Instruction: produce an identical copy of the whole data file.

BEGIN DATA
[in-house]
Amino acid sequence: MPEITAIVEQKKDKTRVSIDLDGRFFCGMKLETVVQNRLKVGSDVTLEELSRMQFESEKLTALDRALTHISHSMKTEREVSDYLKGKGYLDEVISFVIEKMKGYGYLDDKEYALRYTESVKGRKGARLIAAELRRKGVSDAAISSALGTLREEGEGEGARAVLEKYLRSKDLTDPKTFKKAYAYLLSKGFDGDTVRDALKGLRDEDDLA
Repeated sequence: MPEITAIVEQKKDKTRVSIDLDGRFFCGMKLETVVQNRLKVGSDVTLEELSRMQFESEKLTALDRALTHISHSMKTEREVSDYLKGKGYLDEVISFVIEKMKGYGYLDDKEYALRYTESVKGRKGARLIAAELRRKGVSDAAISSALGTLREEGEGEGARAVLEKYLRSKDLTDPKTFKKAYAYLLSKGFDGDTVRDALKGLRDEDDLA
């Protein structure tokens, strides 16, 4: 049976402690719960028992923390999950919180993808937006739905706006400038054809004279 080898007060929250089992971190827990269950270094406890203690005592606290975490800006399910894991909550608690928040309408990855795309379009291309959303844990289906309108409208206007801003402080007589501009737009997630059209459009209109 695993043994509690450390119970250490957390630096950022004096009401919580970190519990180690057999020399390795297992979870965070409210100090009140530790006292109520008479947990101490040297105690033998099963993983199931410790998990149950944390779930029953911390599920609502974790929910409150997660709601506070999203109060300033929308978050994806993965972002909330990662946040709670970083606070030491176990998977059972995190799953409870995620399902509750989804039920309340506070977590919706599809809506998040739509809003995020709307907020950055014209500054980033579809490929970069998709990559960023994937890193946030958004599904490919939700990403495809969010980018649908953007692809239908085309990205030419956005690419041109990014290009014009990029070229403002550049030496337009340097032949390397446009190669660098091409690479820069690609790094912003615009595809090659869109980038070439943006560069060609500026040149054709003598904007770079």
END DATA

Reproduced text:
[in-house]
Amino acid sequence: MPEITAIVEQKKDKTRVSIDLDGRFFCGMKLETVVQNRLKVGSDVTLEELSRMQFESEKLTALDRALTHISHSMKTEREVSDYLKGKGYLDEVISFVIEKMKGYGYLDDKEYALRYTESVKGRKGARLIAAELRRKGVSDAAISSALGTLREEGEGEGARAVLEKYLRSKDLTDPKTFKKAYAYLLSKGFDGDTVRDALKGLRDEDDLA
Repeated sequence: MPEITAIVEQKKDKTRVSIDLDGRFFCGMKLETVVQNRLKVGSDVTLEELSRMQFESEKLTALDRALTHISHSMKTEREVSDYLKGKGYLDEVISFVIEKMKGYGYLDDKEYALRYTESVKGRKGARLIAAELRRKGVSDAAISSALGTLREEGEGEGARAVLEKYLRSKDLTDPKTFKKAYAYLLSKGFDGDTVRDALKGLRDEDDLA
């Protein structure tokens, strides 16, 4: 049976402690719960028992923390999950919180993808937006739905706006400038054809004279 080898007060929250089992971190827990269950270094406890203690005592606290975490800006399910894991909550608690928040309408990855795309379009291309959303844990289906309108409208206007801003402080007589501009737009997630059209459009209109 695993043994509690450390119970250490957390630096950022004096009401919580970190519990180690057999020399390795297992979870965070409210100090009140530790006292109520008479947990101490040297105690033998099963993983199931410790998990149950944390779930029953911390599920609502974790929910409150997660709601506070999203109060300033929308978050994806993965972002909330990662946040709670970083606070030491176990998977059972995190799953409870995620399902509750989804039920309340506070977590919706599809809506998040739509809003995020709307907020950055014209500054980033579809490929970069998709990559960023994937890193946030958004599904490919939700990403495809969010980018649908953007692809239908085309990205030419956005690419041109990014290009014009990029070229403002550049030496337009340097032949390397446009190669660098091409690479820069690609790094912003615009595809090659869109980038070439943006560069060609500026040149054709003598904007770079």